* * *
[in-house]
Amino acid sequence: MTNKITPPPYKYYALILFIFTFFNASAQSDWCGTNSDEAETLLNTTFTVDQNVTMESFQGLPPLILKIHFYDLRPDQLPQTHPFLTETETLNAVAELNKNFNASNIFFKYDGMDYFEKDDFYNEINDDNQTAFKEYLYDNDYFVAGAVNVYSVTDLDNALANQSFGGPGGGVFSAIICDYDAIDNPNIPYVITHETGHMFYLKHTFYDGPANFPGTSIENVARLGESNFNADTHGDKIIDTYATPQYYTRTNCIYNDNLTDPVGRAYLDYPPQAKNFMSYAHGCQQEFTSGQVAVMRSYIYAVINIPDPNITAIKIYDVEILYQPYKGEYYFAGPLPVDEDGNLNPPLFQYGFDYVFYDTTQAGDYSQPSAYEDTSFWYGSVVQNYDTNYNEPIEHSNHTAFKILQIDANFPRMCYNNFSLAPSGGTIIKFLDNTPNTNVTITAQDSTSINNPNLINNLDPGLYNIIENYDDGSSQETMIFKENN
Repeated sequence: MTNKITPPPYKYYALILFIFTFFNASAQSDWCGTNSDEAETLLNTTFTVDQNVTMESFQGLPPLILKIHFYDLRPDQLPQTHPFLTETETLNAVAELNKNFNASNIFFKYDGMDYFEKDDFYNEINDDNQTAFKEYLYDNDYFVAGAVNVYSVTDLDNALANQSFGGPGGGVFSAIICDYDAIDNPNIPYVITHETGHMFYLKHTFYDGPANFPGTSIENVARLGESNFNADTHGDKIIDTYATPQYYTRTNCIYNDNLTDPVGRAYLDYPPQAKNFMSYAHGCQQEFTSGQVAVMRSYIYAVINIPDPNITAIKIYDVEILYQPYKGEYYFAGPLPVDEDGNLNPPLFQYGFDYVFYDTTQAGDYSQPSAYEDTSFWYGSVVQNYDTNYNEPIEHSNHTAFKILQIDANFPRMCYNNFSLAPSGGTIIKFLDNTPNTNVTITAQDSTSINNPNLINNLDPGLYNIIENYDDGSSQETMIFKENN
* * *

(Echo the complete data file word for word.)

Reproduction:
[in-house]
Amino acid sequence: MTNKITPPPYKYYALILFIFTFFNASAQSDWCGTNSDEAETLLNTTFTVDQNVTMESFQGLPPLILKIHFYDLRPDQLPQTHPFLTETETLNAVAELNKNFNASNIFFKYDGMDYFEKDDFYNEINDDNQTAFKEYLYDNDYFVAGAVNVYSVTDLDNALANQSFGGPGGGVFSAIICDYDAIDNPNIPYVITHETGHMFYLKHTFYDGPANFPGTSIENVARLGESNFNADTHGDKIIDTYATPQYYTRTNCIYNDNLTDPVGRAYLDYPPQAKNFMSYAHGCQQEFTSGQVAVMRSYIYAVINIPDPNITAIKIYDVEILYQPYKGEYYFAGPLPVDEDGNLNPPLFQYGFDYVFYDTTQAGDYSQPSAYEDTSFWYGSVVQNYDTNYNEPIEHSNHTAFKILQIDANFPRMCYNNFSLAPSGGTIIKFLDNTPNTNVTITAQDSTSINNPNLINNLDPGLYNIIENYDDGSSQETMIFKENN
Repeated sequence: MTNKITPPPYKYYALILFIFTFFNASAQSDWCGTNSDEAETLLNTTFTVDQNVTMESFQGLPPLILKIHFYDLRPDQLPQTHPFLTETETLNAVAELNKNFNASNIFFKYDGMDYFEKDDFYNEINDDNQTAFKEYLYDNDYFVAGAVNVYSVTDLDNALANQSFGGPGGGVFSAIICDYDAIDNPNIPYVITHETGHMFYLKHTFYDGPANFPGTSIENVARLGESNFNADTHGDKIIDTYATPQYYTRTNCIYNDNLTDPVGRAYLDYPPQAKNFMSYAHGCQQEFTSGQVAVMRSYIYAVINIPDPNITAIKIYDVEILYQPYKGEYYFAGPLPVDEDGNLNPPLFQYGFDYVFYDTTQAGDYSQPSAYEDTSFWYGSVVQNYDTNYNEPIEHSNHTAFKILQIDANFPRMCYNNFSLAPSGGTIIKFLDNTPNTNVTITAQDSTSINNPNLINNLDPGLYNIIENYDDGSSQETMIFKENN